Toto Wolff shoots down Christian Horner: “There’s no mitigating factor”

© Jiri Krenek for Mercedes-Benz Grand Prix Ltd.

Toto Wolff has dismissed Christian Horner’s explanations for Red Bull’s cost cap breach, and said “this is a sport of marginal gains, and everything else is just chatter”.

The FIA has revealed Red Bull’s punishment for breaching the 2021 cost cap. The team has received a $7m fine, and its wind tunnel and CFD testing time will be reduced by 10%.

Asked whether the penalty is enough, Toto Wolff said:

“I think as for any penalty, for us, it’s too little, for them, it will be too much.

“I think any reduction in wind tunnel time is going to be detrimental. How detrimental is difficult to judge at this stage.

“I think in absolute terms, $7m is a lot of money. But maybe in the bigger scheme of things for Red Bull, considering the investment they do on the power unit side and on the team, it’s not.”

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The Austrian then added that the outcome of the cost cap issue will serve as a deterrent for other teams.

“I think that the sum of the penalties is a deterrent, the sporting penalty, and to a lesser degree, the financial fine.

“But reputational damage that is happening is probably the biggest thing, and no team will want to come anywhere near that, because obviously, we are living in a transparent and compliant world.

“Our shareholders or our partners demand compliance, and in that respect that’s just not on anymore.”

When asked about Christian Horner’s explanation why Red Bull breached the cap, and his insistence that the overspent did not enhance performance, Wolff said:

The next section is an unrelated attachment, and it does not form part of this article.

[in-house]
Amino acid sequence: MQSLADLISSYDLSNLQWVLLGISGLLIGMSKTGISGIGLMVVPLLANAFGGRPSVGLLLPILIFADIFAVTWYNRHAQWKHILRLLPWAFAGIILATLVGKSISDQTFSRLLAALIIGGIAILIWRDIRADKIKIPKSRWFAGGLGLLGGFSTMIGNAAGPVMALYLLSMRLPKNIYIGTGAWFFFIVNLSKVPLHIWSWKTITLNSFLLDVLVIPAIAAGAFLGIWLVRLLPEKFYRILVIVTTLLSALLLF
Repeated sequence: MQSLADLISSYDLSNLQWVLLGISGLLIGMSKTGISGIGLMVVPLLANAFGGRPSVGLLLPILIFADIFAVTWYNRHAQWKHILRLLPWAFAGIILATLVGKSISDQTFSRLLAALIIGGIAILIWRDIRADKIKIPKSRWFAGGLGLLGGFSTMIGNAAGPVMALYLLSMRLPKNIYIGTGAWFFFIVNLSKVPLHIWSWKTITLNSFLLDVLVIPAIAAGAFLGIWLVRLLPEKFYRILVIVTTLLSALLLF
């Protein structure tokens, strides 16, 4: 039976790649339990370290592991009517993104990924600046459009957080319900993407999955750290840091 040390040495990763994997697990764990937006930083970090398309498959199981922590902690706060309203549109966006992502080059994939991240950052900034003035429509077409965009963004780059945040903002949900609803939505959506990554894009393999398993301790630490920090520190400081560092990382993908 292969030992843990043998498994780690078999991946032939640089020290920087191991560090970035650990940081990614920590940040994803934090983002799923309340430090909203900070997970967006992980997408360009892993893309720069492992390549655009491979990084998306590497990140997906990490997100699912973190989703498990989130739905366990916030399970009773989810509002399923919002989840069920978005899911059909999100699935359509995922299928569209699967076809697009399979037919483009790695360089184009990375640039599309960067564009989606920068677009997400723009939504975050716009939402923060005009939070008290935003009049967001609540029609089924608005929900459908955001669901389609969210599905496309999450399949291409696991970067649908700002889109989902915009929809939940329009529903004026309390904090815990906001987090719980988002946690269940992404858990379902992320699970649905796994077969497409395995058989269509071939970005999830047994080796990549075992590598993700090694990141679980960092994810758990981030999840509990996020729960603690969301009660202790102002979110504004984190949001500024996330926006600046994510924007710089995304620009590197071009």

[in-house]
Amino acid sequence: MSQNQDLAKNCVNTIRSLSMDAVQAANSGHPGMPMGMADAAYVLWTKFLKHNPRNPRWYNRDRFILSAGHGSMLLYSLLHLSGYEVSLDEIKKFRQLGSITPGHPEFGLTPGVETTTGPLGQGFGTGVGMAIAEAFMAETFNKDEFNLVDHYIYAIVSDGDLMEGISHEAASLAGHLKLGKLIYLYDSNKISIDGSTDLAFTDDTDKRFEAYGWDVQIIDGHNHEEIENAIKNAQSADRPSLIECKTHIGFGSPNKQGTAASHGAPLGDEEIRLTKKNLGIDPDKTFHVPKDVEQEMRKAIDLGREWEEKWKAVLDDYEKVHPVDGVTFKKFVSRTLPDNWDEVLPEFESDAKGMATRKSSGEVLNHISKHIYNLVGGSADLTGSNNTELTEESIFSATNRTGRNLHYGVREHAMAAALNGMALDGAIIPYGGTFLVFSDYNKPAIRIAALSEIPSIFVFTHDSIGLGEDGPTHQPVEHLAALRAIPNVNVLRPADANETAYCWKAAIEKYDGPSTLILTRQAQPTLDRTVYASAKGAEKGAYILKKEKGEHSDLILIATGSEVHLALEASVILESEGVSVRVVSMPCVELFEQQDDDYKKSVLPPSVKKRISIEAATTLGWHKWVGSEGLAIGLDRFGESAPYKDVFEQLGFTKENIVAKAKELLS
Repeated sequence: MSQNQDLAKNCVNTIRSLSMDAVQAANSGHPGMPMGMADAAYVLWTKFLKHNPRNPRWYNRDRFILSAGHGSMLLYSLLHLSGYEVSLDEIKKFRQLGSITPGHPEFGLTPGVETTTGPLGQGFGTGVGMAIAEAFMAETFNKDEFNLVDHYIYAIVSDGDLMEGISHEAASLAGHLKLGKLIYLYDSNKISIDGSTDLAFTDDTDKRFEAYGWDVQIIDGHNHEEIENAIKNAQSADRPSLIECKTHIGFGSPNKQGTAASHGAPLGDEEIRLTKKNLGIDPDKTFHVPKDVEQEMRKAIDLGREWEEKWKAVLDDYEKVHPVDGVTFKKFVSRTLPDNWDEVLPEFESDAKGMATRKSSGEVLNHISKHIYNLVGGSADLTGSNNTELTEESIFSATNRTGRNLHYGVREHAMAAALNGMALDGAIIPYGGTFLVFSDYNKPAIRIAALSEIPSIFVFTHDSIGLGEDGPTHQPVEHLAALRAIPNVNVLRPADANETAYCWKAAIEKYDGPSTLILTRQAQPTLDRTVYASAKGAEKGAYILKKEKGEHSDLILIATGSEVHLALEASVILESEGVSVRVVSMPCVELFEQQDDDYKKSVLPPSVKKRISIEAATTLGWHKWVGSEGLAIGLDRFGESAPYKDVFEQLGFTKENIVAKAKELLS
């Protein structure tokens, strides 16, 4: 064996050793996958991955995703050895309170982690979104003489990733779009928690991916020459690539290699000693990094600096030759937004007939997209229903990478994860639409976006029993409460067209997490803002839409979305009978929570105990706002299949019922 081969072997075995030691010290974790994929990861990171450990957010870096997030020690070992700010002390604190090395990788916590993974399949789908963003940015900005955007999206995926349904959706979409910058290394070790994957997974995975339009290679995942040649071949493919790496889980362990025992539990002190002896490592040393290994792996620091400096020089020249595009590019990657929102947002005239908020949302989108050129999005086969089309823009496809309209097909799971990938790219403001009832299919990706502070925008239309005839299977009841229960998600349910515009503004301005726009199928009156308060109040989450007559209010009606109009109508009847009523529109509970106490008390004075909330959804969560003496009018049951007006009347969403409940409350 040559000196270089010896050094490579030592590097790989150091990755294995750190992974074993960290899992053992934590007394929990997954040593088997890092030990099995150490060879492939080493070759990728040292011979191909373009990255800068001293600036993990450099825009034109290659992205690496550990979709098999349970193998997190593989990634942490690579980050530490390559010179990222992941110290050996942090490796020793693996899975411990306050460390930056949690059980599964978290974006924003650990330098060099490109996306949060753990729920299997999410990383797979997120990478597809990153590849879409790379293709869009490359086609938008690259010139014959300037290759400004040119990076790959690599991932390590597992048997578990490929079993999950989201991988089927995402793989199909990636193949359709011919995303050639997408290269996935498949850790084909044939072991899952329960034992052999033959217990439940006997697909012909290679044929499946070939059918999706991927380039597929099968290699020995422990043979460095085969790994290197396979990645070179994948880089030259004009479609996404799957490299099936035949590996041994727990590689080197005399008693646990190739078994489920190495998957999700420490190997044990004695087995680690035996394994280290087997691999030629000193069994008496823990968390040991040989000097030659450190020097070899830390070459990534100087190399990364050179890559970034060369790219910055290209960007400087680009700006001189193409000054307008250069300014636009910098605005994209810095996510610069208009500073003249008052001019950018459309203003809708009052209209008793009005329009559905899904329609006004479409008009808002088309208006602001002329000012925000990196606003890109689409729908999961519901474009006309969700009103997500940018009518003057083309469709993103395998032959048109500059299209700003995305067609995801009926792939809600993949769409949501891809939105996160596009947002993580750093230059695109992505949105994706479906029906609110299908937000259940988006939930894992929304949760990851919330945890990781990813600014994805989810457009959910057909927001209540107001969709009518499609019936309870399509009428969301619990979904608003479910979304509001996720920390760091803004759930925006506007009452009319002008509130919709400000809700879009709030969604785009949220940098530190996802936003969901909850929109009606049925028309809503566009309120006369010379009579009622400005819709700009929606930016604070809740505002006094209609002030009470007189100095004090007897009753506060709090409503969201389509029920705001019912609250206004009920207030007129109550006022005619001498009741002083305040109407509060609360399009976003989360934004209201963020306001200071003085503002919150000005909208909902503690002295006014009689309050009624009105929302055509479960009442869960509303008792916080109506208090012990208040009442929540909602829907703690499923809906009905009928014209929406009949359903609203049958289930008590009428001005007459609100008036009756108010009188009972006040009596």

“Nine teams complied with the regulations and stayed below the cap. This is a sport of marginal gains, and everything else is just chatter. There’s no mitigating factor.”

Ultimately, Wolff says he is pleased with how the FIA handled this issue overall.

“What I take as a positive is the strong governance. Nothing was brushed under the carpet. The FIA stood by the process.

“And I think that although the administration has only been in place for 10 months, it’s very encouraging to see things executed.

“That’s the really positive of the process. Mohammed [Ben Sulayem, FIA president], with a strong group of individuals, Federico [Lodi, head of financial regulations], Shaila Ann [Rao, interim secretary general for sport] and Nikolas [Tombazis, single-seater technical head], ensured that the assessment and the policing of the cost cap was robust.

“And that is what I take as a positive out of the whole process. What we need to tidy up is the minor and major breaches.

“I think a breach is a breach, and that’s how it should be handled,” the Austrian concluded.

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